Vietnam is a country that often evokes strong opinions from travelers.
Some love it. Some absolutely hate it.
Me? I definitely fall into the former category.
Sure, there are travel scams in Vietnam. There are taxi drivers and touts who will try to rip you off. There are market vendors that will swear at you and swat you away if you don't want to pay their prices. There's a really big pollution problem, especially in northern cities like Hanoi.
But, these issues are not confined to Vietnam — you'll find scammy drivers, pollution/litter, and unfriendly vendors all across Southeast Asia. In my case, I actually encountered LESS of them in Vietnam than anywhere else. Yes, there was smog. Yes, there were touts who would try to hang a shoulder pole on you and then ask you for money. And yes, I could see how a few bad interactions could color your whole travel experience.
Overall, though, I had a fantastic time in Vietnam. I didn't get scammed. I didn't feel unsafe, or unwanted because I was American. And, I didn't find anything to hate about this interesting developing country.
Yes, I am definitely in the “I love Vietnam” camp. And here's why:
Vietnam has some incredible landscapes, from the limestone karsts of Ha Long Bay to the braided waterways in the Mekong Delta. I was constantly surprised by how different different parts of the country looked — beaches one day, and rice fields the next. And the cities? They have their own sort of beautiful scenery, from imperial gates covered in carved dragons to colorful hanging lanterns. Vietnam is BEAUTIFUL, no matter how you look at it.
I'll admit it: I'm not a *huge* fan of a lot of Asian food. Try as I might, I have never loved Indian food. Thai food does nothing for me, either (probably because I don't like spicy dishes). Even Chinese food is hit-or-miss as far as I'm concerned. But Vietnamese food? It's probably my favorite Asian food I've tried so far. Fresh spring rolls, delicious pho, and Vietnamese coffee… mmm, my mouth is watering just thinking about it all!
Lastly, the people of Vietnam really made an impression on me. I traveled around the country in a small group with a local guide. We met a few of his friends along the way, and he always went out of his way to make sure that we met people who treated us well. We had lunch with a local family in Hue, where the neighbor kids came over to sing songs for us. We met a local “fortune teller” at a countryside market. We played an impromptu soccer game with a group of kids in Hoi An. And, on every bike tour we took through the countryside, kids would run out of their houses simply to wave, yell “Hello! Hello!,” and get some high-fives.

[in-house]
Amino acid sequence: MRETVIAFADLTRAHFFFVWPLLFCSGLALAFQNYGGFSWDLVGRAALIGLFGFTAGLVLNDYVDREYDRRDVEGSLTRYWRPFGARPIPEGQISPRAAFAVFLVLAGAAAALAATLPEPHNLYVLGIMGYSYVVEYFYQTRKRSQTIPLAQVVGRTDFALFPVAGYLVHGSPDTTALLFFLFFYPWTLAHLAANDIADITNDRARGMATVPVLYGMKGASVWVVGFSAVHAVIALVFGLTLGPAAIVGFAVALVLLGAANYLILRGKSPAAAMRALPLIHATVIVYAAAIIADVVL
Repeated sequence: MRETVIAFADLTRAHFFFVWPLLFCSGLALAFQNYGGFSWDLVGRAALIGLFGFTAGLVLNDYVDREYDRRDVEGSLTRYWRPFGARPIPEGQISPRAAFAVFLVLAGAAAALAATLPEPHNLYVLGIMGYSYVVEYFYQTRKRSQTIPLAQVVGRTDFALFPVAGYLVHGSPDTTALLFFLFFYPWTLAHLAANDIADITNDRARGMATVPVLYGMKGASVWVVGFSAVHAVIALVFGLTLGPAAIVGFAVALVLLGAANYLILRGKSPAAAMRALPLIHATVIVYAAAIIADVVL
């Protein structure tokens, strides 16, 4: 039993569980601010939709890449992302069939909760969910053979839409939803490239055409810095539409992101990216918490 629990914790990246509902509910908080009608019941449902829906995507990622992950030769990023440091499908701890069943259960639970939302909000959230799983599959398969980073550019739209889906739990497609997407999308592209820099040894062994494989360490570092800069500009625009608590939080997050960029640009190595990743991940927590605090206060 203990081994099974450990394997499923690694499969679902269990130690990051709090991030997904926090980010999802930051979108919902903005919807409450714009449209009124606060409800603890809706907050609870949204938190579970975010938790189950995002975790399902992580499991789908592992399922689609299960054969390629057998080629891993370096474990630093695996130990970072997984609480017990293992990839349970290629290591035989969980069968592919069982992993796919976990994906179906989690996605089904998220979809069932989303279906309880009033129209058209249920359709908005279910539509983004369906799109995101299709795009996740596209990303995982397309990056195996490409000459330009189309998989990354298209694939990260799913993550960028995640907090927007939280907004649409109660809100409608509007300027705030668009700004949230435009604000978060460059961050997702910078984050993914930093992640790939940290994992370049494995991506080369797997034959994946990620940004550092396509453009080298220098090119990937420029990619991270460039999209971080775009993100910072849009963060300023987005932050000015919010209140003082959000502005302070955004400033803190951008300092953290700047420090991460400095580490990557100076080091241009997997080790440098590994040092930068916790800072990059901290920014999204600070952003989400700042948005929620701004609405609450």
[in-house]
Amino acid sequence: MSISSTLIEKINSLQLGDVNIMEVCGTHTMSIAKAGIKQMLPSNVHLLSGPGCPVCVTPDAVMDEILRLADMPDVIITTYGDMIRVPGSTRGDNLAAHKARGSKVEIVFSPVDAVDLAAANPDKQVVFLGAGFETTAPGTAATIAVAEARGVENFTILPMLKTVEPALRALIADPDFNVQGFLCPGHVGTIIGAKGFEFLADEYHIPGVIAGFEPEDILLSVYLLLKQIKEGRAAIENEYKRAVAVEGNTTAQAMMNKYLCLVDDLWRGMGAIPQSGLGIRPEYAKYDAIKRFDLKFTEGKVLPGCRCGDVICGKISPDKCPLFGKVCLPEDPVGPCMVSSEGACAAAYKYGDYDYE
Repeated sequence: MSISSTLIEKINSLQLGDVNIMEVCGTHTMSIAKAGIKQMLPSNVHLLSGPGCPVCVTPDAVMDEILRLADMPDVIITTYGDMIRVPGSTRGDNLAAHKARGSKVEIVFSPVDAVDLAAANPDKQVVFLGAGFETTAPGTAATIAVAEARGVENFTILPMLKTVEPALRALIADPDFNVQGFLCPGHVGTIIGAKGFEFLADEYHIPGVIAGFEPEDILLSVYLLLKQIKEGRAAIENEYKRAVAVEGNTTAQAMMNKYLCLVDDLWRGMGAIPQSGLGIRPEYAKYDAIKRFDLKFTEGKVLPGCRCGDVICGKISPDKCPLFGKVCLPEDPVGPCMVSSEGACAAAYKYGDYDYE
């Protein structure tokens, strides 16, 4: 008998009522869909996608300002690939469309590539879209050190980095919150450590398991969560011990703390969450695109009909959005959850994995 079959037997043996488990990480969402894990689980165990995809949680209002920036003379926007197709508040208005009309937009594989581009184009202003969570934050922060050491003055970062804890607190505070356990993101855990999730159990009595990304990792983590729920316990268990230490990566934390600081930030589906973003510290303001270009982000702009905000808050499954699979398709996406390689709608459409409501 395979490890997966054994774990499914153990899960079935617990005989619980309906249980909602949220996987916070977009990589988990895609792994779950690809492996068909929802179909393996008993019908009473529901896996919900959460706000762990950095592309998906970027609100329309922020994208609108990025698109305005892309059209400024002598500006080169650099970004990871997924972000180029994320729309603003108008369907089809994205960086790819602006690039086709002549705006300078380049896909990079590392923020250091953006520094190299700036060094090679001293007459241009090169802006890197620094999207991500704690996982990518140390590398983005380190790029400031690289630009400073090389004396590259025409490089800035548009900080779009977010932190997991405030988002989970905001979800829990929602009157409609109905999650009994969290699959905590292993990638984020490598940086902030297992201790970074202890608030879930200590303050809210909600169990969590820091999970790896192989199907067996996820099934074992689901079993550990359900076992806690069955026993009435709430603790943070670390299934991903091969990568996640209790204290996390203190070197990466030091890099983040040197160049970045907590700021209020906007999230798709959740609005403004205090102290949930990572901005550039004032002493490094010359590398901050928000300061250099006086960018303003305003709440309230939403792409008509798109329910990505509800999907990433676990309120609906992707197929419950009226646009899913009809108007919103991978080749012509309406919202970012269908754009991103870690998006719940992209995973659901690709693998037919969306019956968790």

Never during these experiences did I feel like these people (or kids) wanted anything more from me than a smile. And THAT'S what will stick with me from my time in Vietnam.
A good impression
So why was my experience so positive in a country where so many others come away with negative feelings? Well, it was a mixture of reasons — but a lot of them focused around food and people. The meals I shared with the people I was traveling with, the meals I shared with locals, and all the interactions in between.
Recently, the team over at Withlocals asked me to reflect on some of my memorable local interactions in Vietnam, and I realized that a lot of them (like the little kids singing to us over lunch, and meeting the shriveled old fortune teller at a market in the countryside) centered around food in some way.
Even some of my favorite photos from Vietnam include produce.
Food can be a great way to connect to a new culture — and to its people.
I hadn't heard about Withlocals before I went to Asia, but now I really wish I had. Withlocals is a site that connects travelers with local people to share meals and experiences with. In Vietnam, you can join a local family for dinner, go on a locally-curated food tour, or even just find a local to hang out with for the day. And the best part? The experiences are all really affordable.
Sharing a meal with a local family no doubt would have made me love Vietnamese food even more!
In Vietnam, I was able to look past the touts and scams and downsides of the country that so many others hate. In doing so, I found a beautiful country filled with beautiful people — a country I definitely hope to return to someday.
Have you been to Vietnam? Did you love it or hate it?